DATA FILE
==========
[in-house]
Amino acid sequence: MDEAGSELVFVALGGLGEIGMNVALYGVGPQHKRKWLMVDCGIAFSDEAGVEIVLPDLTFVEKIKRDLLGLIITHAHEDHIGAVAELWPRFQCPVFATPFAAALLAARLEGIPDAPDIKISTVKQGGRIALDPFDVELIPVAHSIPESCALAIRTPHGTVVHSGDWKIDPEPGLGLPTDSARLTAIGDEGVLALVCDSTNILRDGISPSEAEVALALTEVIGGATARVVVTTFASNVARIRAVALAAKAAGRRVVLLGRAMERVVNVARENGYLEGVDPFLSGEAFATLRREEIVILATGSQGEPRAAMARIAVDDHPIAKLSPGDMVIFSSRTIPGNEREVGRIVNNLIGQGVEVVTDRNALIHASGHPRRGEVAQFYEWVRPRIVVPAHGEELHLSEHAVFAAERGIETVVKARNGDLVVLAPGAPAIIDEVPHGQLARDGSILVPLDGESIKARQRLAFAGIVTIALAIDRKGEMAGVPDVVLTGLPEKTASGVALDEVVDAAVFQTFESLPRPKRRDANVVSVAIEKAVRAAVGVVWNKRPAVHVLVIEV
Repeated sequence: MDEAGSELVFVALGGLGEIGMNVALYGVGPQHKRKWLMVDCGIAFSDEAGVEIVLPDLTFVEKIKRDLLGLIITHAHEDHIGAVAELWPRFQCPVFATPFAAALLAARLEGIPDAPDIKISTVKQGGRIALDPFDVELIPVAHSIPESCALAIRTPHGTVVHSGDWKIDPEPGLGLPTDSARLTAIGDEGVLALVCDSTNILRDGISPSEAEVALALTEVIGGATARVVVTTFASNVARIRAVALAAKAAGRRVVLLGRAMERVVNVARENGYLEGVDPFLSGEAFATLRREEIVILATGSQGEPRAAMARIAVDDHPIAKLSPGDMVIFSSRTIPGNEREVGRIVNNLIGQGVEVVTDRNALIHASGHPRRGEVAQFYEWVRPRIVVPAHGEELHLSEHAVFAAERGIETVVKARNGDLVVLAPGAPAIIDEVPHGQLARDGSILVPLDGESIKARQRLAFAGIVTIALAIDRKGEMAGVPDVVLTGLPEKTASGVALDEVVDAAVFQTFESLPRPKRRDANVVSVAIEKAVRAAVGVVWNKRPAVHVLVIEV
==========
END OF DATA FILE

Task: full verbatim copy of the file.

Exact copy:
[in-house]
Amino acid sequence: MDEAGSELVFVALGGLGEIGMNVALYGVGPQHKRKWLMVDCGIAFSDEAGVEIVLPDLTFVEKIKRDLLGLIITHAHEDHIGAVAELWPRFQCPVFATPFAAALLAARLEGIPDAPDIKISTVKQGGRIALDPFDVELIPVAHSIPESCALAIRTPHGTVVHSGDWKIDPEPGLGLPTDSARLTAIGDEGVLALVCDSTNILRDGISPSEAEVALALTEVIGGATARVVVTTFASNVARIRAVALAAKAAGRRVVLLGRAMERVVNVARENGYLEGVDPFLSGEAFATLRREEIVILATGSQGEPRAAMARIAVDDHPIAKLSPGDMVIFSSRTIPGNEREVGRIVNNLIGQGVEVVTDRNALIHASGHPRRGEVAQFYEWVRPRIVVPAHGEELHLSEHAVFAAERGIETVVKARNGDLVVLAPGAPAIIDEVPHGQLARDGSILVPLDGESIKARQRLAFAGIVTIALAIDRKGEMAGVPDVVLTGLPEKTASGVALDEVVDAAVFQTFESLPRPKRRDANVVSVAIEKAVRAAVGVVWNKRPAVHVLVIEV
Repeated sequence: MDEAGSELVFVALGGLGEIGMNVALYGVGPQHKRKWLMVDCGIAFSDEAGVEIVLPDLTFVEKIKRDLLGLIITHAHEDHIGAVAELWPRFQCPVFATPFAAALLAARLEGIPDAPDIKISTVKQGGRIALDPFDVELIPVAHSIPESCALAIRTPHGTVVHSGDWKIDPEPGLGLPTDSARLTAIGDEGVLALVCDSTNILRDGISPSEAEVALALTEVIGGATARVVVTTFASNVARIRAVALAAKAAGRRVVLLGRAMERVVNVARENGYLEGVDPFLSGEAFATLRREEIVILATGSQGEPRAAMARIAVDDHPIAKLSPGDMVIFSSRTIPGNEREVGRIVNNLIGQGVEVVTDRNALIHASGHPRRGEVAQFYEWVRPRIVVPAHGEELHLSEHAVFAAERGIETVVKARNGDLVVLAPGAPAIIDEVPHGQLARDGSILVPLDGESIKARQRLAFAGIVTIALAIDRKGEMAGVPDVVLTGLPEKTASGVALDEVVDAAVFQTFESLPRPKRRDANVVSVAIEKAVRAAVGVVWNKRPAVHVLVIEV